What you want to do is plug in several searches that are all closely related to your niche. Be specific with longtail keywords, as this will help you uncover the blogs and influencers which are most closely related to what you’re doing.
Example: Let’s suppose you’re interested in weight loss for women. Your searches might look like this:
- Weight loss for women
- Lose weight for women
- Dieting for women
- How women can lose weight
- Tips for women weight loss
- Get a bikini body
- Safe ways for women to lose weight
- Get rid of belly fat females
- Female fat loss
- Exercise tips for women
- Dieting advice for women
Take note that the above examples tackle the topics from multiple angles by searching for synonyms both women (alternative females, but may also try ladies and girls) as well as dieting (alternatives include lose weight, weight loss, fat loss, etc). Google will display results that include synonyms (unless you put your search in quotes), but you should see slightly different results when searching for your own synonyms.
At this point there are two things you’re looking for:
- The top sites on the first two pages of Google for each search. Don’t look at the sponsored results, as right now you’re looking for top blogs that have earned their way in through good content (versus bought their way in with an advertisement).
When you encounter a site, click on it and quickly see if they publish a blog or content in any form, something which you could contribute to. If so, add it to your list.
Finally, take note of who owns these sites – these folks are some of the influencers in your niche. Which brings us to the second thing you’re looking for…
- The influencers listed on the first two pages of Google for each search. When you search Google, you’ll see photos of authors alongside their names at times. Add these people to your list as well.
Tip: You’ll want to begin building relationships with the influencers in your niche, as it will make it easier for you to get published on their blogs. You’ll learn more about how to do this just a bit later in the report.
Next, go back to Google and this time search the names of the influencers on your list. You want to see where these folks are publishing content online, because you may want to publish your content on these same sites, so add them to your list.
Be sure to check out their social media pages, as most influencers tweet or otherwise post about the places where they are publishing content. Obviously, you should also visit their websites, as they likely list their publications there as well.
The final part of this step is re-run your niche keyword search as mentioned above, except this time you’re going to specifically search for sites which accept guest articles. To that end, search for your main niche keywords (such as “women lose weight”) alongside the following types of keywords:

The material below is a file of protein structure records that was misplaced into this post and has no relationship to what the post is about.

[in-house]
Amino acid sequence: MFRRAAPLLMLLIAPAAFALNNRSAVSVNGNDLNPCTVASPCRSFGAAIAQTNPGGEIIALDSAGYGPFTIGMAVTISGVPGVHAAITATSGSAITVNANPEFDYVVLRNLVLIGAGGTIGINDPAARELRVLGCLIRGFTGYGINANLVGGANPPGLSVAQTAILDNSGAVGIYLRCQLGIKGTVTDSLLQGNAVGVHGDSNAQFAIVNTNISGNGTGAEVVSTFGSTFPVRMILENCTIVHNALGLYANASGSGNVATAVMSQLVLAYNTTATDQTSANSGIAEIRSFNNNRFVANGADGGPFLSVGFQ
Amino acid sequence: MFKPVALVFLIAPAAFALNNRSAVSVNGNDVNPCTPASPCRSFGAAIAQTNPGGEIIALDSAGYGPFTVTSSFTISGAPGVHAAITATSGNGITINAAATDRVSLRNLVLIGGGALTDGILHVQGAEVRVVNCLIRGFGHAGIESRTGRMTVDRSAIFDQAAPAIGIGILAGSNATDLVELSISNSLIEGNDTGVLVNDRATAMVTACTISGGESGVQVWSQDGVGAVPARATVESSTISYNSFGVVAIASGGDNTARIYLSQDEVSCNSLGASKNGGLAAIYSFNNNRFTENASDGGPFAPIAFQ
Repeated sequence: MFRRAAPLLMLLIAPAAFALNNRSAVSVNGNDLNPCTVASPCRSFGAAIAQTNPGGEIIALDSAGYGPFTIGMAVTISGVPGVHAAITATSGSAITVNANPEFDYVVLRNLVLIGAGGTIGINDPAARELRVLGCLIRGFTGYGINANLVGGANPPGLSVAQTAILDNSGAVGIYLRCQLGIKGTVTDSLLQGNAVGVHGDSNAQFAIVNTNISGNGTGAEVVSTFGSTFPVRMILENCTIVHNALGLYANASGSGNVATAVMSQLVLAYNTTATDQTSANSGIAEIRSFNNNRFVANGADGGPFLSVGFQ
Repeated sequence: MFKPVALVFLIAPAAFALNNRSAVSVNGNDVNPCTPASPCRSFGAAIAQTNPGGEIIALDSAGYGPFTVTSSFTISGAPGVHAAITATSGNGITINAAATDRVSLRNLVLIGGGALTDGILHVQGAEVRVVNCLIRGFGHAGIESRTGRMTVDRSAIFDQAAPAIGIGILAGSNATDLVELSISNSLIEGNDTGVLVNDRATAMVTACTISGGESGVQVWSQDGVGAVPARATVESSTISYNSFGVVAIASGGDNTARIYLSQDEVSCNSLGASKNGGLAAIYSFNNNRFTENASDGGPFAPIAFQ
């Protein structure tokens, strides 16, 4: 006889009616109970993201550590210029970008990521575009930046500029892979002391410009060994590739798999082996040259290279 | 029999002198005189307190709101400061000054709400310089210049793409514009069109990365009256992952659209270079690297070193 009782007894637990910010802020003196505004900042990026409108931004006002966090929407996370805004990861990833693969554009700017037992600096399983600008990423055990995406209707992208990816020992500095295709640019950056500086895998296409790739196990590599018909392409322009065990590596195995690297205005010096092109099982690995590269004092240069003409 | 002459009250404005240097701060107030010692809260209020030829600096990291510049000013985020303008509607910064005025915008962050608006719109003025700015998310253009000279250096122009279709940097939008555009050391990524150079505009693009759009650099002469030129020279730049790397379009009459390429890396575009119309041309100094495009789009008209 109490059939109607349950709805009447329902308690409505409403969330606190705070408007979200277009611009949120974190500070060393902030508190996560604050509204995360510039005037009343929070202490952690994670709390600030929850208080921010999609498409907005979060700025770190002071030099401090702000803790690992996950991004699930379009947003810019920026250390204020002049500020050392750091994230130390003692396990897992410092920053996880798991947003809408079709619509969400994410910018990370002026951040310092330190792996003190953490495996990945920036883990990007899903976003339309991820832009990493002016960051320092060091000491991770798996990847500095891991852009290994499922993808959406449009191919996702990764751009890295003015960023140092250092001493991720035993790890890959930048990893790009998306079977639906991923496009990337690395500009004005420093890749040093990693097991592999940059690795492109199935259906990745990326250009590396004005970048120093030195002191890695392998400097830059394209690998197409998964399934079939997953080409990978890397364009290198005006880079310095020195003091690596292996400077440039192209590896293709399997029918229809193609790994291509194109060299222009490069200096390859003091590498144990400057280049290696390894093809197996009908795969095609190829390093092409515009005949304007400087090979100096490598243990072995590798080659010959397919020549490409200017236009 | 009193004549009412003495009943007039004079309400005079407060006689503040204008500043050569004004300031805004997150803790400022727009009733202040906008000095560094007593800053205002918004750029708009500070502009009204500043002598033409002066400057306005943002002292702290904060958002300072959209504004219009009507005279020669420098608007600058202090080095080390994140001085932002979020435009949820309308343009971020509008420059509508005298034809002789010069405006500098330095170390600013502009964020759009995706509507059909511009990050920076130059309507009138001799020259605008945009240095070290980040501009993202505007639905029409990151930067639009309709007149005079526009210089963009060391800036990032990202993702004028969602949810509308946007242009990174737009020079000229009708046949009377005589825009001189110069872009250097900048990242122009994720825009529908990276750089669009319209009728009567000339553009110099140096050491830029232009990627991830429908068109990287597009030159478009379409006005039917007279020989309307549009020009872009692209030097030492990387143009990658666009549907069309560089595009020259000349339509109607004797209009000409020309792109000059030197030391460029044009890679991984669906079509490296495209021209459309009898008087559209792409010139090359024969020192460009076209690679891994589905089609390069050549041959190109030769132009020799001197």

- Guest article
- Guest author
- Guest article submission
- Guest author submission
- Submit articles
- Submit guest articles
- Submit blog articles
- Submission guidelines
- Guest author guidelines
- Guest posting guidelines
- Guest article guidelines
- Guest blogging guidelines
- Contributor submission
- Contributor guidelines
- Become a contributor
- Submit article contributions
- Submit your article
- How to submit your article
- Become a guest blogger
- Become a guest author
- Guest post
- Guest posting
- Guest blogging
- Write for us
You’re likely to find some overlap as you go through these different searches, and that’s okay. Just keeping adding new sites to your list as you find them.
Once you have your list of possible sites on which you can publish, move onto the next step…
You should have a pretty good list of possibilities at this point, but not all these sites are worth publishing on. Some of them are rather spammy. Some of them don’t have good content, so it’s not the sort of place with which you want your name to be associated.
So here’s how to cull your list:
- Make sure the blog is in your niche. Sometimes a keyword search will uncover a blog, but the blog may not even be in your niche. It may be an article directory or content farm. You can cross these off your list.
- Read the content to be sure it’s high quality. Would you be proud to have your name listed on this blog? Is the existing content high-quality, entertaining and useful? If so, keep this site on your list.
- Look for popular blogs. Is there any indication that the blog is popular, such as several people commenting on each blog? Be sure that if there are blog comments, they’re relevant and not spammy. You might also compare sites using a tool like Alexa.com, which will give you an idea of how much traffic a site gets.
Note: Alexa is not a perfect tool, as it only counts visits from those who’ve installed their toolbar. As such, be sure that you’re only comparing similar sites – “apples to apples.” Comparing apples to oranges on Alexa won’t give you good results, because there may be some bias in that Alexa users may visit one type of site, but not another type of site… which would skew the estimated traffic numbers.
- Cull the spammy sites. Some sites may possess the above characteristics, and yet they just look spammy. If it’s hard to read an article without being interrupted by ads everywhere (pop ups, ads in the content, ads in the side bar, etc), then it may not be the best place for you to post your content. Stick to the sites that present a balance of ads and content.